We also used PAFs to determine the screening barriers of most importance for each cultural group, and found that access to a female provider had the highest attributable risk across regions of origin. Other characteristics which decision makers could focus on were also highlighted with some differences across regions. These findings can be used for screening interventions that are targeted at particular ethnic groups. For example, researchers and policymakers aiming to increase screening among Sub-Saharan African women may wish to focus their efforts on women living in the poorest neighbourhoods.

Strengths and Limitations

This study has several strengths. It is a large, population-based study with broad inclusion criteria that distinguishes immigrant women from all major geographic regions of the world. It uses a previously validated outcome measure[6] instead of self-report to document cervical cancer screening. Self-report is known to systematically overestimate screening attendance[53, 54]., It also relies on objective data instead of self-reported data for immigration status and region of origin. The effects of sociodemographics, health care-related factors and migration-related factors on screening for immigrant women from all regions of the world were considered. As well, this is the only study that we are aware of that has examined region of origin as a potential source of effect modification and calculated region-specific population-attributable fractions in order to determine barriers to Pap test use of the most importance for each cultural group.

This study also has several limitations. First, not all potentially relevant information, such as religion, is available from administrative data. Second, some data were only available for women at the time of landing, such as education attainment and language ability. These may have changed for many women by the beginning of the study period. Third, identified immigrants were classified based on their country of birth, which may not always reflect their ethnic and cultural origins. For example, 238 women born in the U.S. were in the refugee class, most likely reflective of women of other ethnic origins whose families lived for a time in the U.S. before settling in Canada. Fourth, although we excluded women where there was any evidence of a hysterectomy in available data, we could not identify out-of-province hysterectomies, which may be relatively common among the immigrant women in the cohort. However, we also excluded women who had a Q140 code billed, which allows physicians in primary care enrolment models to flag those patients whom they have deemed ineligible for screening. All identified immigrants had been in Ontario for over five years by the first day of the study period, and on average, had been in the province for over 10 years, decreasing the likelihood of out-of-province hysterectomies. Finally, our results may not be generalizable to other settings, either inside or outside Canada, as other settings may have different immigrant demographic profiles.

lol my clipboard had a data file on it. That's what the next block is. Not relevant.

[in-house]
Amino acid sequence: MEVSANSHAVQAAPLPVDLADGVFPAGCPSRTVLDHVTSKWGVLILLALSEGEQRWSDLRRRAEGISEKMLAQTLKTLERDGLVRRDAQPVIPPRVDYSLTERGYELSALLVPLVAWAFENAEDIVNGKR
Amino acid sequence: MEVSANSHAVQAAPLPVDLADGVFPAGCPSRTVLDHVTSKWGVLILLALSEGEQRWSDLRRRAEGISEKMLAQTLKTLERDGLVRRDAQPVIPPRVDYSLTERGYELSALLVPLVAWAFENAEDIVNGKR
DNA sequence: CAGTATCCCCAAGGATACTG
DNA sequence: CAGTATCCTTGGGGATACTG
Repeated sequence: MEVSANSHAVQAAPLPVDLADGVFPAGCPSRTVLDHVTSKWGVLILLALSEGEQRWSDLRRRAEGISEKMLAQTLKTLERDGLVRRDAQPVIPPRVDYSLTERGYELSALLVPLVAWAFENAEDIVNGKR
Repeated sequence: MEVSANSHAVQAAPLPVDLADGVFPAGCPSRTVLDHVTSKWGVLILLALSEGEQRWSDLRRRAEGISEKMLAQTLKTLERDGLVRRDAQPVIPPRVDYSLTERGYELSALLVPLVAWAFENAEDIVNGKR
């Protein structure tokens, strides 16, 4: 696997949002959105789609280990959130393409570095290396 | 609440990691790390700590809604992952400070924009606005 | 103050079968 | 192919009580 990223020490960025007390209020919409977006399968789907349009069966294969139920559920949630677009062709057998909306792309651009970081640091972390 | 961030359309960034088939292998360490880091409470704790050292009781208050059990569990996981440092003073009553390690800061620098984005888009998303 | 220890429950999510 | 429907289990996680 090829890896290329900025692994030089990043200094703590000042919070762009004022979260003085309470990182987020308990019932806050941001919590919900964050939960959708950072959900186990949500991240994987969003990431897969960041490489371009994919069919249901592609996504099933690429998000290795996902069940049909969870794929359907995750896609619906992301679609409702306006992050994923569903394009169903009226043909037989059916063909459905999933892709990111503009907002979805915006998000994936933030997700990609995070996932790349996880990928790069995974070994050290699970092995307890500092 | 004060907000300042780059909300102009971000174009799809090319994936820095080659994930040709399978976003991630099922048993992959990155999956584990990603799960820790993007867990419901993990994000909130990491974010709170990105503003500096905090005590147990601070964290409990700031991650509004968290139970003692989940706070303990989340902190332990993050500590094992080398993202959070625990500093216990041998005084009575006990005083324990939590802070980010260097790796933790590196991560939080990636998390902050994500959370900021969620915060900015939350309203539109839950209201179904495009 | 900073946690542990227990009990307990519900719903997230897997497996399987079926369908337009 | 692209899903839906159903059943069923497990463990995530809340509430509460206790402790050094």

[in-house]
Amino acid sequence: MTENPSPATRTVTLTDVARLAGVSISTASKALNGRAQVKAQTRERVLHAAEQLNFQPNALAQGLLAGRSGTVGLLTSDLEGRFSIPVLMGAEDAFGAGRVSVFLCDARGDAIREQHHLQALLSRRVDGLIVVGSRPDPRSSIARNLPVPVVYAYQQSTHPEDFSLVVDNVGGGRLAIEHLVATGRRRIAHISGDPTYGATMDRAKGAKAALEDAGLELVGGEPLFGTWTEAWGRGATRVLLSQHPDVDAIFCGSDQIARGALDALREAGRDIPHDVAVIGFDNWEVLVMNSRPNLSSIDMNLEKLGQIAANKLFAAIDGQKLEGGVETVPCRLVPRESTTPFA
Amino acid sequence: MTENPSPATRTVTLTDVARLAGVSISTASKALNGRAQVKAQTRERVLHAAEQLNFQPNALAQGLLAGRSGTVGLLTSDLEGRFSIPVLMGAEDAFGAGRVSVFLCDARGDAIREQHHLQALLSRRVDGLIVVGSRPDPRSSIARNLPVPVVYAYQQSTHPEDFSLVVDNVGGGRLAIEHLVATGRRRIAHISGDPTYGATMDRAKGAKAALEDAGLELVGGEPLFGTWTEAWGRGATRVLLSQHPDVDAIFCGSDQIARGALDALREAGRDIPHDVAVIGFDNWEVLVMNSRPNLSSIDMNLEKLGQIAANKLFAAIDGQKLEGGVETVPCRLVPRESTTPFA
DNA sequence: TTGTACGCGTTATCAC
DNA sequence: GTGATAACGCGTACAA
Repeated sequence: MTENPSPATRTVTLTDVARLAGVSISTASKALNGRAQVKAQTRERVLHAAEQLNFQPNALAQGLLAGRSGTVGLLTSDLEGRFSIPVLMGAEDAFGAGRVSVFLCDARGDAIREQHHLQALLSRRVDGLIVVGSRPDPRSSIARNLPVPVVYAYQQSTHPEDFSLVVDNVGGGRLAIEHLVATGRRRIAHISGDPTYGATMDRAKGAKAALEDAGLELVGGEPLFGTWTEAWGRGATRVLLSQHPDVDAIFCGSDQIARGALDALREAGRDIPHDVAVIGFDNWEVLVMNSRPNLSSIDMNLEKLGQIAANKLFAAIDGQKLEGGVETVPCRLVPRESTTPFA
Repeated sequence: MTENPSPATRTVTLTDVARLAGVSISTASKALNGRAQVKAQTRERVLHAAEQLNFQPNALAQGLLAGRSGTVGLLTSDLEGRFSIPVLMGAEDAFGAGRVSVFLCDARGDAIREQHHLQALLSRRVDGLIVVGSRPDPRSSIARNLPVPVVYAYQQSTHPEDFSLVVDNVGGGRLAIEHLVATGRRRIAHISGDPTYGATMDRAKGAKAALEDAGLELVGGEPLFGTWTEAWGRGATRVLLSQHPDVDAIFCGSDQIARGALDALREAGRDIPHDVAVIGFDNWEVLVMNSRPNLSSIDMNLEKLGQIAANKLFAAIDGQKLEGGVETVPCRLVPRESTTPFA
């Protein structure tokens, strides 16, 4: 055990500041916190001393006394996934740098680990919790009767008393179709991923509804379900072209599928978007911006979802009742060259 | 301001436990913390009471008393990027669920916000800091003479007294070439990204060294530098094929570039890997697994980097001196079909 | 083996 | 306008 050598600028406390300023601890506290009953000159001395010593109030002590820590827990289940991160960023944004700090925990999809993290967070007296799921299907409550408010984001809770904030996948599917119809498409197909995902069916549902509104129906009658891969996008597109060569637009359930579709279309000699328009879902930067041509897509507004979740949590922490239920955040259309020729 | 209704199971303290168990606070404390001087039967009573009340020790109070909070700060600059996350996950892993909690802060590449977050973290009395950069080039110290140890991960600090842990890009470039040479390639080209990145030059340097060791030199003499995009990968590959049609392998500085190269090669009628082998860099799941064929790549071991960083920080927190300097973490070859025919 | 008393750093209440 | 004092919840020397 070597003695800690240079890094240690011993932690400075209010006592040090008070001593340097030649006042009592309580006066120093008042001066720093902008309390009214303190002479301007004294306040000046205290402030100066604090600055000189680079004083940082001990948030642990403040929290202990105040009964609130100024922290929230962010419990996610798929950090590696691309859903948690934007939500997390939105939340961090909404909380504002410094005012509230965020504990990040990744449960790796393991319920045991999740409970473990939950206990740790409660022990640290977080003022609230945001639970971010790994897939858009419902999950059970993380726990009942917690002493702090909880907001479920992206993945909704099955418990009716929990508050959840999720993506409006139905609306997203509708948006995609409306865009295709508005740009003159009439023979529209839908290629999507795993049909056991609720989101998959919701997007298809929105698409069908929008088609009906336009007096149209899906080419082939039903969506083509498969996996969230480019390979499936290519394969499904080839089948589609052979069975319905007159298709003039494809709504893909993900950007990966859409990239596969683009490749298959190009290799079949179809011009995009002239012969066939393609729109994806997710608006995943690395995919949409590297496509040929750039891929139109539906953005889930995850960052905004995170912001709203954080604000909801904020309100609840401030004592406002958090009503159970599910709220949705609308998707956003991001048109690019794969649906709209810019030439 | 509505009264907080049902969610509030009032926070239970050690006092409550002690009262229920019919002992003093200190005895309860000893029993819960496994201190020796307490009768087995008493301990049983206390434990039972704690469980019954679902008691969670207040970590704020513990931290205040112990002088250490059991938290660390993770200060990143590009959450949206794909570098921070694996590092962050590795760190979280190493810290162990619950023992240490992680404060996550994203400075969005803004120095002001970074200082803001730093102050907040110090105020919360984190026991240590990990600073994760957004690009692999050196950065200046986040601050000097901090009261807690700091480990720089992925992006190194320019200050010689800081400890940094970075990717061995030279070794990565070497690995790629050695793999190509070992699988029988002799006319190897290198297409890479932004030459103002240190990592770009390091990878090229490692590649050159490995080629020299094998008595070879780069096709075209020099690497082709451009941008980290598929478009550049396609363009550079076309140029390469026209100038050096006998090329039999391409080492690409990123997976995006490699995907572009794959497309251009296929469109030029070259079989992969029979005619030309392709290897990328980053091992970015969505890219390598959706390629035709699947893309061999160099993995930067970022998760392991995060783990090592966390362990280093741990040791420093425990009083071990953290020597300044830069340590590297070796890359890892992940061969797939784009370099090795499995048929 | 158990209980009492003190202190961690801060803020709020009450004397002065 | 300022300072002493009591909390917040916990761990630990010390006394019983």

Our findings suggest that several interventions may be beneficial for improving cervical cancer screening rates among immigrant women in Ontario. First, efforts need to be made to ensure that immigrant women get connected with the health care system after arrival and find a regular source of primary care. Settlement agencies may be able to play a substantial role toward this goal. Moving from Ontario's current system of opportunistic screening to one of centrally organized screening with periodic invitations may also be of benefit for increasing screening rates. Although it is neither feasible nor desirable for every immigrant woman to see a female provider, efforts should also be made to increase the enrolment of immigrant women in primary care patient enrolment models. Importantly, some primary care models may also make it feasible for male physicians to have female health professionals, such as trained nurses, physician assistants or nurse practitioners, available to provide cervical cancer screening, which may increase immigrant women's comfort with having the procedure performed. As well, targeted physician education campaigns for physicians trained abroad may be beneficial for improving screening rates. Future work should examine the reasons for lower screening rates when there is ethnic congruence between a physician and patient. Targeted patient education campaigns and interventions for all immigrant women will likely also be of utmost importance, with a particular focus on younger and older women, and on women of low income.